One evening during the last campaign, around midnight, I was in the middle of yet another dusk-to-dawn stint pounding out speeches in the Old Executive Office Building. The press had been carping again about the president’s detachment, although they were beginning to catch on to how potent an asset he was to the ticket, and once they did, their tune – for awhile – changed. But as I was working away, it struck me, whom else would I do this for? Whom else would so many of us have done so much for?
A year and a half into the first term, the word had gone around to prepare resumes because administrations always have had a mass exodus after the off-year elections. That’s when ticket punchers – those who were here for the credential – traditionally moved on. The mass exodus never occurred. A trickle did start around mid-1987. But in job after job, the Reagan people came and stayed, locking in changes they were in Washington to make.
Their inspiration and guidance came from the great philosophical clarity the president brought to his office. Ronald Reagan drew on all the many streams of the conservative intellectual critique of American government, leavened conservativsm’s often grim view of the past with his optimism about the future, and gave us an idiom that spoke to the ear of the entire nation – not just a small cognoscenti.
How many presidents have filled their administrations and country with so profound a sense of intellectual and moral purpose? George Washington, Andrew Jackson, Abraham Lincoln, Woodrow Wilson, Teddy Roosevelt, Franklin D. Roosevelt – no more.
And how many presidents have done so much of what they set out to do? Mr. Reagan said he would cut taxes and revive growth. He did and it worked. He said he would arm to negotiate arms reduction. He did and it worked. And Mr. Reagan said he wanted to reinvigorate freedom as a revolutionary idea – and now from Eastern Europe to Tianmmen Square, the idea of freedom once again rallies all people.
Some say he ignored the social issues. Not quite. Much of conservatism’s social agenda was a reaction to an overreaching judiciary. Mr. Reagan changed the judiciary. His adversaries tried to keep open the fourth Supreme Court seat that became vacant during his term. They failed, and that may prove the decisive victory of Mr. Reagan’s social agenda.
Not that you’ll find any of this remarkable record in Bob Schieffer’s and Gary Paul Gates’ book, “The Acting President.” As they tell it, everything the detached, befuddled Mr. Reagan touched turned to lead. They devote 81 pages to Iran-Contra, seven to Bitburg. They hardly notice the economic expansion, while the INF treaty becomes more the product of Soviet President Mikhail Gorbachev’s sagacity than Mr. Reagan’s diplomacy.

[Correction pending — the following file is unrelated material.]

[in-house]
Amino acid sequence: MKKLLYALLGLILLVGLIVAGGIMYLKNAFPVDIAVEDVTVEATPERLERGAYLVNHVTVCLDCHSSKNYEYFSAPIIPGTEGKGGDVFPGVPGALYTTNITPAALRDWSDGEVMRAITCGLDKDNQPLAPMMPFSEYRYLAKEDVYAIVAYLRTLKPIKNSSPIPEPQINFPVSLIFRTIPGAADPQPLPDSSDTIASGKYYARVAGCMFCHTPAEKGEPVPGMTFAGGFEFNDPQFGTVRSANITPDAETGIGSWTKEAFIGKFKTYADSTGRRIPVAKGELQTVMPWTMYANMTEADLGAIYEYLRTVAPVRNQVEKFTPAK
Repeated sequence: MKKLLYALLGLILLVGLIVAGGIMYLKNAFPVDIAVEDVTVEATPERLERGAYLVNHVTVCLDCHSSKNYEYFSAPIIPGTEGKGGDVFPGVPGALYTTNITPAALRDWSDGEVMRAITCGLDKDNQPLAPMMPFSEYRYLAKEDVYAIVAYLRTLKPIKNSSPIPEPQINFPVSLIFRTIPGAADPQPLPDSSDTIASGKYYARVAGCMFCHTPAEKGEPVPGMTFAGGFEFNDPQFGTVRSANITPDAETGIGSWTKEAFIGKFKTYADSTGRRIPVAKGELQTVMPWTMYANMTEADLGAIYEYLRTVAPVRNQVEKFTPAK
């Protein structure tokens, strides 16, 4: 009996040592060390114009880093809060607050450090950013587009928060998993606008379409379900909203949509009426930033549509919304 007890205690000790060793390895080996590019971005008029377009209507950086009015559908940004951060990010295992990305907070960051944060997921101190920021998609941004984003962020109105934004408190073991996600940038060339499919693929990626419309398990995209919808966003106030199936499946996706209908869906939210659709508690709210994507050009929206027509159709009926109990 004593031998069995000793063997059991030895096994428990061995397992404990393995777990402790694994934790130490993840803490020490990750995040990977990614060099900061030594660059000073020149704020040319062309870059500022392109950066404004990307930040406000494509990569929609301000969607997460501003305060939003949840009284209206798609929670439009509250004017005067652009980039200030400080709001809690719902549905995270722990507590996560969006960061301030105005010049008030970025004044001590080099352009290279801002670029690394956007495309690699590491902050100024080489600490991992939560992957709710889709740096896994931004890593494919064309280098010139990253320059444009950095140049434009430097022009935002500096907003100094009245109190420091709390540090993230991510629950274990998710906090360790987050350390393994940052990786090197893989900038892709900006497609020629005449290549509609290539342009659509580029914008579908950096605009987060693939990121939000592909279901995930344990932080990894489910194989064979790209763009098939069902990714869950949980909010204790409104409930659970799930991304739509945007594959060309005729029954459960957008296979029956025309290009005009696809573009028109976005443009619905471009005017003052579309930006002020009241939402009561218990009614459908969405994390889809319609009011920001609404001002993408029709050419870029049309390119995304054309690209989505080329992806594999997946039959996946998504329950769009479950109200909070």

It doesn’t take Einstein to see what’s going on. Mr. Schieffer is CBS News’ chief Washington correspondent. Mr. Gates, co-author of a book with Dan Rather, helps CBS types concentrate on projects longer than a half-hour broadcast. You couldn’t find two more typical specimens of the national media mindset.
And this media never accepted Mr. Reagan or what he stood for. Now that he is gone, they are trying to paint him as one big mistake, the country’s love of him a delusion. We’ve heard it all before and probably will continue to hear it from this crowd for years to come.
Talk about familiar themes, the authors dwell on errors of fact in Mr. Reagan’s statements (which, by the way, were less often wrong than expressions of truths the press refused to acknowledge). Why then are they so careless with the facts? It can only be carelessness to compliment the Moscow State University address (the one good thing they have to say for Mr. Reagan in the book) and then, in showing why it was so impressive, quote a passage that appears nowhere in it.
But is it carelessness to suggest that Mr. Reagan’s popularity soared in the wake of the Moscow summit? In fact, it remained about where it had fallen during Iran-Contra. Not until after the president hit the road in the ’88 campaign, reasserting his core conservative message, did his popularity climb.
That error bears a strong family resemblance to others Mr. Schieffer and Mr. Gates make. Time after time their mistakes put Mr. Reagan and what he stood for in a worse light than would the truth. They build up his adversaries and people still holding power. They tear down his departed loyalists.
Messrs. Schieffer and Gates air the “sleaze factor,” of course, but their book offers a glimpse of Washington’s most enduring sleaze – the “you can be a source or a target, and if you’re a strong conservative, forget it” ethic of the national media. Power, corruption, intrigue – this book as it all, but it’s not in the story. In good Washington fashion, the writers reward their friends, punish their enemies, and don’t let the truth get in the way.
Meanwhile, the dumb-like-a-fox actor whom they so despise has retired to California, leaving behind him one of the most impressive records of leadership in the history of republic. Someday, perhaps, a book will come along that shows us how and why Mr. Reagan’s leadership worked, instead of doing handstands to prove that it didn’t.
Not yet, though. And not here.